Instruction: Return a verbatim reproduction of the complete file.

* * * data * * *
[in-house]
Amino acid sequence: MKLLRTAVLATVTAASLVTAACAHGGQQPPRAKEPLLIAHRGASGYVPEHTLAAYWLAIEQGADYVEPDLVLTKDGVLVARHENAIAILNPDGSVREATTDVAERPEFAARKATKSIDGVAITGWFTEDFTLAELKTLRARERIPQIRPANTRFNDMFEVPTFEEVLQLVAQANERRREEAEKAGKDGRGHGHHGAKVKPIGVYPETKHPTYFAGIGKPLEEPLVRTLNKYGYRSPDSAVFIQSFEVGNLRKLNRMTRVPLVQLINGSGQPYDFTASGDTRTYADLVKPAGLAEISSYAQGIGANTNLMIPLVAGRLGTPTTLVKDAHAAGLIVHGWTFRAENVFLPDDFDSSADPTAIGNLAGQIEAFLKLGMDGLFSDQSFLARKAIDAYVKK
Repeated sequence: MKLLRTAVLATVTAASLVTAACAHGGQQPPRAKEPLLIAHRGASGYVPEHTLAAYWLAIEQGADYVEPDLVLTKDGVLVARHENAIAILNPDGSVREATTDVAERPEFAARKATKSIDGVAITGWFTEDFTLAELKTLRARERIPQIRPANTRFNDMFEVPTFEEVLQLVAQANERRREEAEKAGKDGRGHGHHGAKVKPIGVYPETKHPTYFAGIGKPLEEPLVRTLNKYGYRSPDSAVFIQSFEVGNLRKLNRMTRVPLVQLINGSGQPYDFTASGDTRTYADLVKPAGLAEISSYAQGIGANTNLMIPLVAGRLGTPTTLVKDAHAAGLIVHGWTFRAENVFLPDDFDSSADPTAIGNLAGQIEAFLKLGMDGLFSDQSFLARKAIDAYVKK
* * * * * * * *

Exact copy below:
[in-house]
Amino acid sequence: MKLLRTAVLATVTAASLVTAACAHGGQQPPRAKEPLLIAHRGASGYVPEHTLAAYWLAIEQGADYVEPDLVLTKDGVLVARHENAIAILNPDGSVREATTDVAERPEFAARKATKSIDGVAITGWFTEDFTLAELKTLRARERIPQIRPANTRFNDMFEVPTFEEVLQLVAQANERRREEAEKAGKDGRGHGHHGAKVKPIGVYPETKHPTYFAGIGKPLEEPLVRTLNKYGYRSPDSAVFIQSFEVGNLRKLNRMTRVPLVQLINGSGQPYDFTASGDTRTYADLVKPAGLAEISSYAQGIGANTNLMIPLVAGRLGTPTTLVKDAHAAGLIVHGWTFRAENVFLPDDFDSSADPTAIGNLAGQIEAFLKLGMDGLFSDQSFLARKAIDAYVKK
Repeated sequence: MKLLRTAVLATVTAASLVTAACAHGGQQPPRAKEPLLIAHRGASGYVPEHTLAAYWLAIEQGADYVEPDLVLTKDGVLVARHENAIAILNPDGSVREATTDVAERPEFAARKATKSIDGVAITGWFTEDFTLAELKTLRARERIPQIRPANTRFNDMFEVPTFEEVLQLVAQANERRREEAEKAGKDGRGHGHHGAKVKPIGVYPETKHPTYFAGIGKPLEEPLVRTLNKYGYRSPDSAVFIQSFEVGNLRKLNRMTRVPLVQLINGSGQPYDFTASGDTRTYADLVKPAGLAEISSYAQGIGANTNLMIPLVAGRLGTPTTLVKDAHAAGLIVHGWTFRAENVFLPDDFDSSADPTAIGNLAGQIEAFLKLGMDGLFSDQSFLARKAIDAYVKK